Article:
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You must apply through your local authority for a place at a secondary school, even if it’s linked to your child’s current primary school. Normal secondary school admissions are at 11+ into year 7. Applications open on different days in each local council area - usually at the start of the autumn term of year 6, though for most grammar schools you will need to register for the entrance test during the summer term of year 5.
The deadline to apply for a secondary school place is 31 October. Check your local authority website for details of the catchment area for secondary schools nearby, faith requirements and key dates. Even if you are trying for a faith or grammar school, or for a school in another area, apply through your local authority’s common application form.
In the case of selective and faith schools, you will also need to apply to the individual school, either to register for entrance tests or provide evidence of church attendance. Read carefully what is required with your submission. Some schools – particularly faith schools – require a supplementary information form (SIF) to be sent directly to them. This form usually has a different deadline to the application which goes to the local authority. Failing to supply the right information on time could jeopardise your chances.
Most local authorities ask for a list of three or four schools in order of preference. London requests six. Only the local authority knows which schools you have applied to, and if you qualify for more than one, will only offer you a place at the one highest on your list. Try to ensure you include one that you are more-or-less bound to get a place at, even if it is low on the list: if you don’t qualify for any of the schools you have applied to, you are likely to be offered St Grunt’s two bus rides away. Never leave blanks on the form. While some parents think that it limits the local authority to fewer options, in reality they will fill in the blanks with other schools, which will inevitably be the least popular ones.
If you want to join a school outside the normal admissions time – perhaps because you are moving house – then in most cases you apply direct to the school, though local authorities can have helpful information of which local schools have spaces. Bear in mind that if you are arriving from abroad, you cannot apply for a school until you have a local address, and if a place is offered, you have to take it up within a short time.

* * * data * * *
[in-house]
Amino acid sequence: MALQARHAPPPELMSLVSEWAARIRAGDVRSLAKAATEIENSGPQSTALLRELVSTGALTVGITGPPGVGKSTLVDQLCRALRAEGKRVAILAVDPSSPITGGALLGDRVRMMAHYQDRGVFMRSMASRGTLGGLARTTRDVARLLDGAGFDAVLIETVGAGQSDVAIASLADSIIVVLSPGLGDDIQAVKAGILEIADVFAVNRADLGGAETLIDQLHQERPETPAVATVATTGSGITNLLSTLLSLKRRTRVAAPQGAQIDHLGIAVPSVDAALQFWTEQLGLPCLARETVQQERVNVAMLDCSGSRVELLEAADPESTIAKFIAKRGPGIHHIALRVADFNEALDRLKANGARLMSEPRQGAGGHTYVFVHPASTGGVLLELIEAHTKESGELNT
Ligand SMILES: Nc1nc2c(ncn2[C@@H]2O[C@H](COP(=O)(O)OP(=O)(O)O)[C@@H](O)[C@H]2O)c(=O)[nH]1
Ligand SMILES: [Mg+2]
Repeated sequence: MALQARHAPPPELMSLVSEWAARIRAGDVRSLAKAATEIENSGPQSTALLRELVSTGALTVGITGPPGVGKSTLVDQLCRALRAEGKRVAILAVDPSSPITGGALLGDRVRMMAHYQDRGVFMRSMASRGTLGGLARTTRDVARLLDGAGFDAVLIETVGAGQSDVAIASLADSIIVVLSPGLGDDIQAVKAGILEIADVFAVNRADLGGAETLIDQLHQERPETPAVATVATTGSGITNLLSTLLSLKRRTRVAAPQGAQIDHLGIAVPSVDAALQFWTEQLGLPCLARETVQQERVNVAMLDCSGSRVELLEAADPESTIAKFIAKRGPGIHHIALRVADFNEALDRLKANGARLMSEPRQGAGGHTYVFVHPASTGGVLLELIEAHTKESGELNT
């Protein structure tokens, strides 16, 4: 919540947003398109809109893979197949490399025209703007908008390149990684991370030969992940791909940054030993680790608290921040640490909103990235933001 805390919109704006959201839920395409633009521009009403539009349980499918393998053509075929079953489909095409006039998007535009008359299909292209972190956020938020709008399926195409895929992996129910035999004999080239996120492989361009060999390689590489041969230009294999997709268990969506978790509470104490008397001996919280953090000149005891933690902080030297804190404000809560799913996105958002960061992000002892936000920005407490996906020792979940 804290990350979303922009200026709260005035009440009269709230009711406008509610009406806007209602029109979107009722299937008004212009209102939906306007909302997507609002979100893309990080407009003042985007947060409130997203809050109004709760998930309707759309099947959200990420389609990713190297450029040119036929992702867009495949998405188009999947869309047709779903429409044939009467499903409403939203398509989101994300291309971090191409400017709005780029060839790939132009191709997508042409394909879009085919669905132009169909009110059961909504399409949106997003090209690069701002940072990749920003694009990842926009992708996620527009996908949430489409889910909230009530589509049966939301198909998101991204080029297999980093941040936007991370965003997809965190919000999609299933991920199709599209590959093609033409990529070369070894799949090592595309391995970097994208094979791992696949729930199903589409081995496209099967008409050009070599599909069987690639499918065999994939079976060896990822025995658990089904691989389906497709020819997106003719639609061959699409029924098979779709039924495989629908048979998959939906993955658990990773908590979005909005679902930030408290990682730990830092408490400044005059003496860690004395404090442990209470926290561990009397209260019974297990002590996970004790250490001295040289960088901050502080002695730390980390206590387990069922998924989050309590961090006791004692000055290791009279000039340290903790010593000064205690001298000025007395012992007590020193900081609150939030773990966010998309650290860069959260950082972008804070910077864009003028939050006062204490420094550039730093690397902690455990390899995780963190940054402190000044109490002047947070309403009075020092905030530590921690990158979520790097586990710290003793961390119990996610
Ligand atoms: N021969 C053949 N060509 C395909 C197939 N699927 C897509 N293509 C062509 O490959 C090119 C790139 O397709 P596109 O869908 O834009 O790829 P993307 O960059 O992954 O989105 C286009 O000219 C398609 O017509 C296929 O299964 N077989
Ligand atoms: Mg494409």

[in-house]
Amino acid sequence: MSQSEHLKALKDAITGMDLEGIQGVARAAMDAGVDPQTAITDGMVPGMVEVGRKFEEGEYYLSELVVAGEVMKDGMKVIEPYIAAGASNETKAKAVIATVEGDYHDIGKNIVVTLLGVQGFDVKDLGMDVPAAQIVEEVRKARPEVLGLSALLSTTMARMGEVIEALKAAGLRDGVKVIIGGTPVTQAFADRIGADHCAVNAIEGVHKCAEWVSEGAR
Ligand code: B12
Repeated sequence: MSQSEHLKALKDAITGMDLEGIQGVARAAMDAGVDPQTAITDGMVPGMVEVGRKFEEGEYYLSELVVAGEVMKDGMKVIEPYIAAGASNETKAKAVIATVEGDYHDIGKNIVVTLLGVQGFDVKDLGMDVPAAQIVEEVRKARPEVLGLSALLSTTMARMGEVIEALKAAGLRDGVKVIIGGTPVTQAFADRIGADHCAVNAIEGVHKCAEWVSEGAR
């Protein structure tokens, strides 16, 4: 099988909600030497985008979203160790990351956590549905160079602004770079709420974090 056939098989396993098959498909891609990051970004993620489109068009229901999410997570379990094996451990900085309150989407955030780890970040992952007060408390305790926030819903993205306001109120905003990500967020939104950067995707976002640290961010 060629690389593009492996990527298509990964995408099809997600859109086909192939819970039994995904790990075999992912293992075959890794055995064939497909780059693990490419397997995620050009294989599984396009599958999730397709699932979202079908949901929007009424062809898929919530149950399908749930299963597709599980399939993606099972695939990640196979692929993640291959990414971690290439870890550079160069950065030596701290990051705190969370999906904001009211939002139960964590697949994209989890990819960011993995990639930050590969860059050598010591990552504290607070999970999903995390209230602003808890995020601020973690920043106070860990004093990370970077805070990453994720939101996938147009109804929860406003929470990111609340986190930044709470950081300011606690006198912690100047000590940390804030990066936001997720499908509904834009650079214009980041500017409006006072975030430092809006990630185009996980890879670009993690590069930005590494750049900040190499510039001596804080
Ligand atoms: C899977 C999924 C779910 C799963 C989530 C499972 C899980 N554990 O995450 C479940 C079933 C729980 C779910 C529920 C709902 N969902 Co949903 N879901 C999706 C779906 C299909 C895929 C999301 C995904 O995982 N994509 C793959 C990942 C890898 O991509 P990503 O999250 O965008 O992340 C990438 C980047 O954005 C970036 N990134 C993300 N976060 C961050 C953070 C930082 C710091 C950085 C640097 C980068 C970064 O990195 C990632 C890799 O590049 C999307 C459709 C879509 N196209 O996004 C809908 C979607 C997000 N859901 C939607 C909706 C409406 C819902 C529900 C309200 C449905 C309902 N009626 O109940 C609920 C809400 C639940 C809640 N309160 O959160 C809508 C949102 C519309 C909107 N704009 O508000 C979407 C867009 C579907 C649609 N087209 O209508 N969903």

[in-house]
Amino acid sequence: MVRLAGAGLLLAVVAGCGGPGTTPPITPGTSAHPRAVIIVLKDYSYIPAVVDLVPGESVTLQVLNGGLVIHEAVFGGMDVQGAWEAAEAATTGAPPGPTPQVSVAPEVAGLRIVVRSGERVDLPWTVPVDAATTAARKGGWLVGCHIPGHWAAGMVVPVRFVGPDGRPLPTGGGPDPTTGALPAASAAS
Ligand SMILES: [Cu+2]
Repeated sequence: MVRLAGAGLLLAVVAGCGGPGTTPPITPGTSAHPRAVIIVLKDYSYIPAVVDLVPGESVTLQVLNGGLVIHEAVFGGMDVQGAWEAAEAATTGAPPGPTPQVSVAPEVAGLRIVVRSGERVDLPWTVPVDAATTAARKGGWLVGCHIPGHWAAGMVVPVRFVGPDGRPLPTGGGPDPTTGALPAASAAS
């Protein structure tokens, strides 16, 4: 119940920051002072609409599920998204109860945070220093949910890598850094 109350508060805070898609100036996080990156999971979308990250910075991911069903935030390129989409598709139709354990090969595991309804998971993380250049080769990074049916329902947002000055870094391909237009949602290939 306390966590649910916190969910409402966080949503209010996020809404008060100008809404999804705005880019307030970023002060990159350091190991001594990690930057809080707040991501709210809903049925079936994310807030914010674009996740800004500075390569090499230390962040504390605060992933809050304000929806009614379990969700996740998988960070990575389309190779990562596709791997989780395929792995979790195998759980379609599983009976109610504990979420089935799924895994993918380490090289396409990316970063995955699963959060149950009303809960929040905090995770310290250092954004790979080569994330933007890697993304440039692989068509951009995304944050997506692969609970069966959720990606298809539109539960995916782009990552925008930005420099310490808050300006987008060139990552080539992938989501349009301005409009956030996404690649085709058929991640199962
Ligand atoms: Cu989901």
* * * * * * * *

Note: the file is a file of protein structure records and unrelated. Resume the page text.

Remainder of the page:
All school admissions in England are regulated by the Schools Admissions Code, and schools must play fair, ensuring their admissions policy is not only fair but also transparent. Parents must play fair too: schools and local authorities are wising up on parental attempts to circumvent the code, and hundreds of school places are withdrawn every year, sometimes after the child has started school.
Different types of secondary schools and admissions processes
Grammar schools. These select pupils based on ability. Even if there are insufficient applicants who reach the required standard the school does not have to allow other applicants entry, nor does it have to admit looked after children who do not pass selection. Where places are offered on strict points order, no priority needs to be given to looked after children or previously looked after children – although increasing numbers of grammar schools are choosing to do so. If arrangements are not based on highest scores in a selection test, eg all children who pass the selection test are considered, the admission authority must give priority to all looked after children and previously looked after children who meet the pre-set standards of the test. Many are also reserving a proportion of places for children on pupil premium. Some grammar schools, the so-called ‘super selectives’, have no distance criteria, so anyone can apply, but increasing numbers are giving preference to local applicants. Their entrance tests tend (but not always) to be early in the autumn term, so parents will know whether their child has done well enough to qualify for a place (although not whether they have actually got a place) before they put in their secondary schools application form.
Aptitude/talent. A number of secondary schools select part of their intake by aptitude (eg for music, sport or technology).
Fair banding. An increasing number of non-selective schools set tests and divide their applicants into ability bands, taking an equal number from each band. In theory, this ensures that the school takes children from the full spread of ability. In practice, if schools set and/or mark their own tests, they can organise the banding so that they accept a high percentage of able children.
Faith schools. These tend to be Church of England or Roman Catholic and may demand that you baptised your child before she was 6 months old and have attended a specific church weekly for the past five years. They are no longer allowed to give preference to families involved in polishing the church's brass or flower arranging etc, a system which is now considered to have given the advantage to middle class applicants. Hindu, Islamic, Jewish and Sikh faith schools are far less common but can be found in some areas. As part of your application, all faith schools are entitled to ask for supplementary documents such as a certificate or a letter from a religious leader confirming your religious attendance and practice.